Earlier this evening, as I walked past these twin dandelions in my front yard, unbidden labels floated into my meandering brain: Mind and Soul. As I walked on, other pairs arrived: Dream and Reality, Past and Present, Premonition and Memory, even Poetry and Photography. When I thought more about it, I realized it was possible to switch the two, reading the floral symbols in the opposite way. Why not ethereal Soul on the left and bright gold Mind on the right? Or -- think about it -- Reality and Dream (sigh!), Present and Past (sigh!), Memory and Premonition. Photography and Poetry could work. And rather than the original Past and Present, doesn’t the seed-bearing version of Past also begin to look like the Future? That results in Past and Future merged on the left and Present solo on the right. Off go my untethered thoughts, like dandelion seeds clinging to their flimsy silk umbrellas …

Monday, May 18, 2009

Glowing Opossum

Okay. He is a bit startling, but this preserved opossum at the Trailside Museum commanded full attention the day I did the Poetry and Wildflowers walk at Ward Pound Ridge Reservation. (Hey, as a nocturnal creature, daytime is not his best time.) Back in 1610, promotional literature for the Jamestown, Virginia colony included the first written reference to the opossum: "There are ... Apossouns, in shape like to pigges." This was the spelling used to replicate the sound of the Virginia Algonquian word for the opossum.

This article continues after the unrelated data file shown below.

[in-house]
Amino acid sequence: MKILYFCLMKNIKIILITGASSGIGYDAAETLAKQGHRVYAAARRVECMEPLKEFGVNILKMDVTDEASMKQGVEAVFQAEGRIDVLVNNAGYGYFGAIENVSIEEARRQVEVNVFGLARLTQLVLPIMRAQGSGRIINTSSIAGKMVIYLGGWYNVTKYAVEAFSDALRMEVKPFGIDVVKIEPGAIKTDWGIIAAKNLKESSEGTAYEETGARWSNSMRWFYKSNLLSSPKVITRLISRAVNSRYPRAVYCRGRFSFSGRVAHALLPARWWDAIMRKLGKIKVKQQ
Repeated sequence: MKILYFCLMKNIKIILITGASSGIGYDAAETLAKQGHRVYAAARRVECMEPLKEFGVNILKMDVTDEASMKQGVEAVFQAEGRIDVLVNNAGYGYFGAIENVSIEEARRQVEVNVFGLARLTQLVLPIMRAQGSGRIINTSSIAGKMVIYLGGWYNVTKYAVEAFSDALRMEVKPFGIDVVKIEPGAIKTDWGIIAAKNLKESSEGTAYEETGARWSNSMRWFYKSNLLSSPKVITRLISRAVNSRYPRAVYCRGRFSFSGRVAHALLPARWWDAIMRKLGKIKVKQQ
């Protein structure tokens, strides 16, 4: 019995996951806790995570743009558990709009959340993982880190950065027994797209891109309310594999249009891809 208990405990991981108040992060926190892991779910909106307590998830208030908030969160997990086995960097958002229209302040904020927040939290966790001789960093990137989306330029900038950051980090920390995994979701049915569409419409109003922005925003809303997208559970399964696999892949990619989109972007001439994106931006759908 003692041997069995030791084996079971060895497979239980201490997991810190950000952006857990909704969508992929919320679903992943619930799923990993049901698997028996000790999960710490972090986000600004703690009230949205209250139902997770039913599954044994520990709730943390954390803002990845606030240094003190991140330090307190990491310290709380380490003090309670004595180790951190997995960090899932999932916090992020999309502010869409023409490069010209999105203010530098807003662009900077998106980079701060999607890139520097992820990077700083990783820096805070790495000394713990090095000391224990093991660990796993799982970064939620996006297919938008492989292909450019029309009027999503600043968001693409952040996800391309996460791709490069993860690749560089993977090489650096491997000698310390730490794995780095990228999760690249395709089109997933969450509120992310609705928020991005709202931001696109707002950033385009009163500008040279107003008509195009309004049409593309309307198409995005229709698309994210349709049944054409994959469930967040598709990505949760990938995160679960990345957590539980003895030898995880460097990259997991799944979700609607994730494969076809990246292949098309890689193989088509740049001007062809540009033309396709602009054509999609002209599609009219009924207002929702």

Historical information was found in The American Heritage Dictonary of the English Language, Third Edition.

Friday, May 8, 2009

Literary Wildflower Walk This Saturday!

This Saturday, May 9th, come take a poetry and wildflower walk with me at the Luquer-Marble Wildflower Garden in Ward Pound Ridge Reservation in Cross River, New York. At stops along the way, you will hear poems that mirror or speak to the natural setting. Selected poems include works by Mary Oliver, Charles Wright, Louise Gluck, Emily Dickinson, Tomas Transtromer, Linda Pastan, and many others. If you're inspired, share a quote or brief poem of your choice that reflects the season. We'll meet at the Trailside Museum at 1:00 PM. A couple of days ago the primroses were on the cusp of opening, Jacob's ladder and spring beauty were in full bloom, and the Jack-in-the-pulpit and trillium were perfection. (The photograph above is of a Jack-in-the-pulpit found there, with lungwort in the background.)

For additional information, click here:
Poetry and Wildflowers Literary Walk

The program is free to the public, although there is a parking fee to enter the reservation. We'll go rain or shine! The walk is easy, with benches along the way.

Here is a spring excerpt from my poem, "Kisses," originally published in The Bitter Oleander, then in Teaching Bones to Fly, my first full-length collection:

The kiss unfurls feathery green
along each branch,